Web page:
Isn’t that a delightful word!
The first time I heard it I thought it must be a sniglet, a term coined by comedian Rich Hall in the ˜80s. Loosely defined as “any word that isn’t in the dictionary but should be,” sniglets usually involve a clever play on two or more words to humorously describe a person, situation, ability, or event that happens (or could happen) in real life.
- Aquadextrous — Possessing the ability to turn the bathtub faucet on and off with your toes.
- Carperpetuation — The act, when vacuuming, of running over a string at least a dozen times, reaching over and picking it up, examining it, then putting it back down to give the vacuum one more chance.
- Elusivator – The elevator whose doors close just before you can push the call button.
- Flossa Nostra – A mob of dentists who instruct you to floss, or else.
- Snuggage – Personal belongings stuffed under the airline seat in front of you or in the overhead compartment.
Checking the dictionary, I discovered that confabulate is not a singlet. It’s actually a legitimate word that means “to fill in the gaps of memory by fabrication.” Which is a fancy way of saying “make stuff up.” And I thought, “Has there ever been a more appropriate word for so many things we do in the business world?”
Thanks to the way our brain works, we think we see and understand a lot more of the world around us than we actually do. We don’t like ambiguity, unanswered questions, or information gaps. And we like to be right (some of us more than others). So we often go out of our way to “explain” things even when the real explanation eludes us.
Here’s the problem: we are really bad at knowing what we don’t know. And when we don’t have all the information about a problem or issue, our brains desperately want to fill in the information gap. So we confabulate, which often leads to making critical decisions based on unfounded data.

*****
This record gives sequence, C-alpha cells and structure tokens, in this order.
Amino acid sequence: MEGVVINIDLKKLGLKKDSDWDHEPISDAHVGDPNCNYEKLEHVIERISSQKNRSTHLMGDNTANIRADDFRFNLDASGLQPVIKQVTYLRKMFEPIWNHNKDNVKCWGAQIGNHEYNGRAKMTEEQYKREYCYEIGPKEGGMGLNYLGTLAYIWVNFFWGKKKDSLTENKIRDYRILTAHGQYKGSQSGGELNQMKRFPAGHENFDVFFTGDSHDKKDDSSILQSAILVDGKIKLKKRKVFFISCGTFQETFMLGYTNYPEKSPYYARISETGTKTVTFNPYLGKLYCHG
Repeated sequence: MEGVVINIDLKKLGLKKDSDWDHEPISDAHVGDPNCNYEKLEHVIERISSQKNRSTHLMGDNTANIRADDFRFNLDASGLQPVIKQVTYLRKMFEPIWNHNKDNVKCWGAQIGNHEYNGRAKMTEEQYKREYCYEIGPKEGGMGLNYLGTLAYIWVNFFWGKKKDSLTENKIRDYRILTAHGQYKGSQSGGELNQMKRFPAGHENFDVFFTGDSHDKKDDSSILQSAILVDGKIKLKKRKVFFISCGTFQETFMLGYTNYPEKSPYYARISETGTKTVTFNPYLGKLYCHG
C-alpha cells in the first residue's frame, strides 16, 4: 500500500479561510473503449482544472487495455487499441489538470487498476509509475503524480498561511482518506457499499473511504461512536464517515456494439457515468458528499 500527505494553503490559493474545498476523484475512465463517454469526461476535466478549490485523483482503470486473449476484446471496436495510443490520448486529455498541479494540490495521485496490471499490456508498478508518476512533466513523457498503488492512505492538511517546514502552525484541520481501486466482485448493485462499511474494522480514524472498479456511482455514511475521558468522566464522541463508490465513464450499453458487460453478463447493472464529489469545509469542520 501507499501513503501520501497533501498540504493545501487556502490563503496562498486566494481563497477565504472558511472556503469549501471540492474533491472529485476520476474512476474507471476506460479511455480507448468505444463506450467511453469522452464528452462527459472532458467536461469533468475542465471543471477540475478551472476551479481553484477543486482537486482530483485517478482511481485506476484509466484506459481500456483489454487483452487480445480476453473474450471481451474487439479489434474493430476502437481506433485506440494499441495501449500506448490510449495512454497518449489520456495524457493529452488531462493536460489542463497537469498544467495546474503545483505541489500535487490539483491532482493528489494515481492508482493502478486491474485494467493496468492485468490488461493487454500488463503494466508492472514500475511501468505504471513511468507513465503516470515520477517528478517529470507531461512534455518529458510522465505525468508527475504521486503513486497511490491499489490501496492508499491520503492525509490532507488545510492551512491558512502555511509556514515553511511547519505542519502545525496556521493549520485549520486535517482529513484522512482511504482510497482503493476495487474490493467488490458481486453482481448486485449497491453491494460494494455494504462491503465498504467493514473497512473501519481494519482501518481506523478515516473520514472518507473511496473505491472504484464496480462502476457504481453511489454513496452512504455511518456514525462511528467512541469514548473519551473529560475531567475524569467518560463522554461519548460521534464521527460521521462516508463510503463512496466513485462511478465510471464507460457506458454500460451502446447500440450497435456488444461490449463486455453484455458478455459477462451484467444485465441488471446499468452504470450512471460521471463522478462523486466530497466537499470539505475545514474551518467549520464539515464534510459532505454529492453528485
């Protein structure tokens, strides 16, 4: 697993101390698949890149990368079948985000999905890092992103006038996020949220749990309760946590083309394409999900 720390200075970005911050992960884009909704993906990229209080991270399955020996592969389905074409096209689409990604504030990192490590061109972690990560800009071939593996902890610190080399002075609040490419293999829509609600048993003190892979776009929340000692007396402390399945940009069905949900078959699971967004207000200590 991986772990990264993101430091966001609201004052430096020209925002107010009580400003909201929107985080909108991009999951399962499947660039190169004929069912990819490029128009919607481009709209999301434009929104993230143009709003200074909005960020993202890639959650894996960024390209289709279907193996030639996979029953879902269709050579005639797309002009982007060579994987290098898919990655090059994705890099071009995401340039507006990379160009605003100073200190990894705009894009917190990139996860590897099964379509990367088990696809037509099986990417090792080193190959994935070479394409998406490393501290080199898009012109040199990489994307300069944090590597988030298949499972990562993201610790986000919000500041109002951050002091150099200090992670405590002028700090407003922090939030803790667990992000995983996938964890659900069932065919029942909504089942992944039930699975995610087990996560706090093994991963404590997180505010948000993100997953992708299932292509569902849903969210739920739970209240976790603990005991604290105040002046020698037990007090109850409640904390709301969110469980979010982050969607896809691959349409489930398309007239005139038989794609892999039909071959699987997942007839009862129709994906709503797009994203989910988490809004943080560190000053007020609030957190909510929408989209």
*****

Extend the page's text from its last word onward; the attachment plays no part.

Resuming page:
We also confabulate when we donâ€™t take the time to question our thought bubbles – our deeply held attitudes and assumptions about the way the world works.
We think we know what’s going on because just look how successful we are. Our customers love us! But these perceptions are often based on ideas about our customers and markets that could be six months, a year, or even several years out of date. In today’s hyper-paced world, that’s an eternity! When we confabulate, our customers and markets rapidly leave us behind.
What does confabulation sound like?
“We know what our employees really want or need without asking. Our customer relationships are in great shape. That’s the way everyone in our industry does it, so why should we do it differently? We don’t need to slow down to plan or communicate; everyone here knows what to do. Sure it’s happening elsewhere, but technology won’t disrupt our industry.”
We hear these kinds of confabulations all the time. But we’re so used to them that we never give them a second thought. To make confabulations easier to recognize, I thought it would be fun to turn some of them into sniglets:
- Assumptivity – The tendency in meetings to believe that everyone thinks and sees the world the same way we do.
- Elephantoidance – The collective ability of everyone in the room to avoid bringing up the one subject that nobody wants to discuss.
- Customectomy – The act of removing a formerly loyal customer from the business through arrogance, indifference, or neglect.
- Pastination – The tendency to believe that what made us successful in the past will continue to do so in the future.
- Recowibrate – The act of protecting the companyâ€™s sacred cows from anyone with a new or better idea.
- Bubbleosity – Speaking in a meeting and being overly sure of what you think you know.
- Bubbleicious – The great feeling you get when popping someoneâ€™s thought bubble with actual data.
What can be done about confabulation?
Become more aware of how the brain works. Pause to question your attitudes and assumptions. Speak up in meetings when you see things differently. Seek out new sources of data. And stop thinking you know it all about your customers and markets.
Making stuff up is bad for our companies. And that’s no confabulation!
Tweet me your confabulation sniglets. Once we compile them, I’ll publish them in a future blog.